More than 200 firefighters and equipment from Bulgaria, France, Germany, Romania, Norway and Finland will be on standby during the hottest months of July and August in Greece, where a spate of wildfires caused devastation last summer.

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A group of 28 Romanian firefighters with eight vehicles, and 16 firefighters from Bulgaria with four vehicles, were the first to arrive for the two-month mission, financed and coordinated under the European Union’s civil protection mechanism.

“We thank you very much for coming to help us during a difficult summer for our country, and for proving that European solidarity is not just theoretical, it’s real,” Greek Civil Protection Minister Christos Stylianides said on Saturday as he welcomed the members of the Romanian mission in Athens.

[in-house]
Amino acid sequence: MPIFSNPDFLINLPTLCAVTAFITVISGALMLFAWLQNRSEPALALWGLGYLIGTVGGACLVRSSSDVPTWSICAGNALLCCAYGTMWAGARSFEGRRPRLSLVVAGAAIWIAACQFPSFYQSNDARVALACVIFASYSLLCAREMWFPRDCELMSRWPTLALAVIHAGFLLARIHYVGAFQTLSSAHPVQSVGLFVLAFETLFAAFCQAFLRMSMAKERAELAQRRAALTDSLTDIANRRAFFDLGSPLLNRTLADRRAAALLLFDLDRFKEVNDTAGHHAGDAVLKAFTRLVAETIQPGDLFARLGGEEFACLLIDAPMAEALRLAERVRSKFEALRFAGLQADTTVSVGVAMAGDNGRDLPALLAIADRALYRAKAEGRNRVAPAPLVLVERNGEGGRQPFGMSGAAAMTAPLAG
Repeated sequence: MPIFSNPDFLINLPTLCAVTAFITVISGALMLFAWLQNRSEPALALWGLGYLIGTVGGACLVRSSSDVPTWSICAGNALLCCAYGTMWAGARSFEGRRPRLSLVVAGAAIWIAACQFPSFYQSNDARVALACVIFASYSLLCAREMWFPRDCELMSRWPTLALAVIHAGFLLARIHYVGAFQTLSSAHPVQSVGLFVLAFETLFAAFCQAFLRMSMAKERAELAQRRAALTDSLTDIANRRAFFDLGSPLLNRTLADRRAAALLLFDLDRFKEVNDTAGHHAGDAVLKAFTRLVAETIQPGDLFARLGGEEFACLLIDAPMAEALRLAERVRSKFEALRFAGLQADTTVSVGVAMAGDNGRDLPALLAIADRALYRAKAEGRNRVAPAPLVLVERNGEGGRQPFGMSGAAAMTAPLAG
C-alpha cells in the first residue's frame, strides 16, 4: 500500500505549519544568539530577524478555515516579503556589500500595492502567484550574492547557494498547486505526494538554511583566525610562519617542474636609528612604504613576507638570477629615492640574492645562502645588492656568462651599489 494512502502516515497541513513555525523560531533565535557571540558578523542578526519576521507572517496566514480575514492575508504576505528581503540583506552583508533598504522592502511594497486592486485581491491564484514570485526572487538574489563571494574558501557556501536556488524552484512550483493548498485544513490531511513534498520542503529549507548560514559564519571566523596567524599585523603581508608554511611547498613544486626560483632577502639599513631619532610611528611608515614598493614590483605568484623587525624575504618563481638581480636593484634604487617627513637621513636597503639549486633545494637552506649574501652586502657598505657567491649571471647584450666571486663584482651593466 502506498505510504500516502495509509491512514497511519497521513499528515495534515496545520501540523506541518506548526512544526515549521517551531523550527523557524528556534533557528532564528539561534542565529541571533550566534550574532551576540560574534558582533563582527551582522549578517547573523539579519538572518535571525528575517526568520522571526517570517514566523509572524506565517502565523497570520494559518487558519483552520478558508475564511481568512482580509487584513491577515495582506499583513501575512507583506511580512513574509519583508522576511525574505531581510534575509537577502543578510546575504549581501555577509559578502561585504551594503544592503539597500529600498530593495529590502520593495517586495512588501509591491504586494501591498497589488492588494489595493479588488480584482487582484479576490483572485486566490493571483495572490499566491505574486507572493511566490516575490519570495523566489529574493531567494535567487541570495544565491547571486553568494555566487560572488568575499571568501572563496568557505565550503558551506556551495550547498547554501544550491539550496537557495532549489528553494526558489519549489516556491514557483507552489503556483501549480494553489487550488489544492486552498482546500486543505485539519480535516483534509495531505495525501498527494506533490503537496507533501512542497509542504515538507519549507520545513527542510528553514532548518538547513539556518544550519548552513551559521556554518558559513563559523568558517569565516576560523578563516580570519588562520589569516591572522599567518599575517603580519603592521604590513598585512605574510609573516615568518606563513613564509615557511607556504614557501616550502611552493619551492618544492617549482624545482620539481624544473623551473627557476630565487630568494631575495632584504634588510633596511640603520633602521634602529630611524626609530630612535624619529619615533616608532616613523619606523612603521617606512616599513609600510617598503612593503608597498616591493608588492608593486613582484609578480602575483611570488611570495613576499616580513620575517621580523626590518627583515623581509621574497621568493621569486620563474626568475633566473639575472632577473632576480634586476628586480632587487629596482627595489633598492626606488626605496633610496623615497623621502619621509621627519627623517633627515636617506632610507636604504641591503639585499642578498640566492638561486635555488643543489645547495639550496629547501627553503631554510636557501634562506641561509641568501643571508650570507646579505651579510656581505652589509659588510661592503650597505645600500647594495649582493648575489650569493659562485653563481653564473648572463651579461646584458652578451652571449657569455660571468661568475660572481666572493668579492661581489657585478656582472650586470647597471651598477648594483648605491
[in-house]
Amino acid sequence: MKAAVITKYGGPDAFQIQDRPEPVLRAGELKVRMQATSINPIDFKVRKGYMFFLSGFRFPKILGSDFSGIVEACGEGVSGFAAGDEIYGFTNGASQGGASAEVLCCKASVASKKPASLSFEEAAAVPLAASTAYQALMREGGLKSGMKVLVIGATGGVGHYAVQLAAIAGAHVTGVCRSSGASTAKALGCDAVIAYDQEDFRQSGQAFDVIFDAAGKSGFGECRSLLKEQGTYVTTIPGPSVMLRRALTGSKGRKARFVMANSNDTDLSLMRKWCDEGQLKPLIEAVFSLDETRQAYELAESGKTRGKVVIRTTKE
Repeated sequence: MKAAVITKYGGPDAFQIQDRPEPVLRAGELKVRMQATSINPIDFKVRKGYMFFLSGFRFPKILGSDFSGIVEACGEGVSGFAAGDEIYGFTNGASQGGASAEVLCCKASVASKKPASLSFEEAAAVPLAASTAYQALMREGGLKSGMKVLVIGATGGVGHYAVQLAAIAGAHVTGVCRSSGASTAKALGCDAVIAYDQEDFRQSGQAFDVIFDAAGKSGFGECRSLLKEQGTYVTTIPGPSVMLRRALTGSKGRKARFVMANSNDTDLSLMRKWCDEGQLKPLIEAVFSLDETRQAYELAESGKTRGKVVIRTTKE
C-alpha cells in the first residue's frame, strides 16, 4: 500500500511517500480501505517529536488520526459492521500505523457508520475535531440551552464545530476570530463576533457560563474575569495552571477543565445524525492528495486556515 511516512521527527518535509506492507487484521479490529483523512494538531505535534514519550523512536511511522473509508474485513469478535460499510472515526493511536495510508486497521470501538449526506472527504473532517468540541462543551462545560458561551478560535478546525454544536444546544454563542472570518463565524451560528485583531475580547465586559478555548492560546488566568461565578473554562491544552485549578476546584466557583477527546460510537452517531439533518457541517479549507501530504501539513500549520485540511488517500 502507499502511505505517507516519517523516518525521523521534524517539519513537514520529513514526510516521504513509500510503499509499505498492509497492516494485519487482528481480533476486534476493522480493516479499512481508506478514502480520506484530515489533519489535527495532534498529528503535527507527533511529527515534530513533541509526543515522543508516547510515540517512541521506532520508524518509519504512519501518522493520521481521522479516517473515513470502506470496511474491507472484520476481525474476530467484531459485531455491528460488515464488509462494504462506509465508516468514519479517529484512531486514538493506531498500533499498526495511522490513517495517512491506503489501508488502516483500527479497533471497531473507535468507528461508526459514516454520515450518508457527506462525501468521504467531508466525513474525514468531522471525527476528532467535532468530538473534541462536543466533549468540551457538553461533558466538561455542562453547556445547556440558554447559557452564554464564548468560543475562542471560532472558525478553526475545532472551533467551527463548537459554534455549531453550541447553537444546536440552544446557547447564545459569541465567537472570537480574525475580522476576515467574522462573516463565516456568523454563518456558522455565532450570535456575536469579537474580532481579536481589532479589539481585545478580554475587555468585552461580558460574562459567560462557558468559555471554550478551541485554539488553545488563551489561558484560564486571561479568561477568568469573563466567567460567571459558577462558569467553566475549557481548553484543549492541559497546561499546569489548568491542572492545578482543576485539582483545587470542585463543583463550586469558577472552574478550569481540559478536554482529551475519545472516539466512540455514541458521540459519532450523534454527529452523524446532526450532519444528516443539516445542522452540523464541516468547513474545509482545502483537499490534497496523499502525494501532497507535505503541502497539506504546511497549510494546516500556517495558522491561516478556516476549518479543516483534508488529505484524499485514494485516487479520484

“When things get tough, you will be side by side with our Greek firefighters so we can save lives and property.”

The Bulgarian firefighters have been stationed in Larissa, in central Greece.

Last summer’s wildfires ravaged about 300,000 acres (121,000 hectares) of forest and bushland in different parts of Greece as the country experienced its worst heatwave in 30 years.

Following sharp criticism of its response to the fires, the Greek government set up a new civil protection ministry and promised to boost firefighting capacities.

In Greece’s worst wildfire disaster, 102 people were killed when a blaze tore through the seaside town of Mati and nearby areas close to Athens during the summer of 2018.